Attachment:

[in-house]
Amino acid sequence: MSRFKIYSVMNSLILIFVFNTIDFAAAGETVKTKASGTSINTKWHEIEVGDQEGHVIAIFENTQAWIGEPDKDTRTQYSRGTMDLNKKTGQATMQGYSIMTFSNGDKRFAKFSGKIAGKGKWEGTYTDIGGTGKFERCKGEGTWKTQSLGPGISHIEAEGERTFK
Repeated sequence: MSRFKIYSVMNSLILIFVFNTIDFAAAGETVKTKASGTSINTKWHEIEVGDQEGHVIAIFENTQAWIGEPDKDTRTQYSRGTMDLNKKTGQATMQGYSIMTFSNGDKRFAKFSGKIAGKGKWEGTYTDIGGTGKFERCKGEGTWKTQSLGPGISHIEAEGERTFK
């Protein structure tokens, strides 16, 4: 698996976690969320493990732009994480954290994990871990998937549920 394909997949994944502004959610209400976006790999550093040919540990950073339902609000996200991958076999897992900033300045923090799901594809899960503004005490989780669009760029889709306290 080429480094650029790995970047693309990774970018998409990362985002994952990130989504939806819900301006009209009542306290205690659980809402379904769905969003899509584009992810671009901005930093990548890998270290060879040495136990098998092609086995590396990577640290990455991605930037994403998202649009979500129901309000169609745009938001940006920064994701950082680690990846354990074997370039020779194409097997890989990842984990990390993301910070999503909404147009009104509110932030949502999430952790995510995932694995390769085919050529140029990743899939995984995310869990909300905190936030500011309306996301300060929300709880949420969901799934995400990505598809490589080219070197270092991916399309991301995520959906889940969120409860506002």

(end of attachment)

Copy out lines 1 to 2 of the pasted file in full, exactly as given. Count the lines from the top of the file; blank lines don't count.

[in-house]
Amino acid sequence: MSRFKIYSVMNSLILIFVFNTIDFAAAGETVKTKASGTSINTKWHEIEVGDQEGHVIAIFENTQAWIGEPDKDTRTQYSRGTMDLNKKTGQATMQGYSIMTFSNGDKRFAKFSGKIAGKGKWEGTYTDIGGTGKFERCKGEGTWKTQSLGPGISHIEAEGERTFK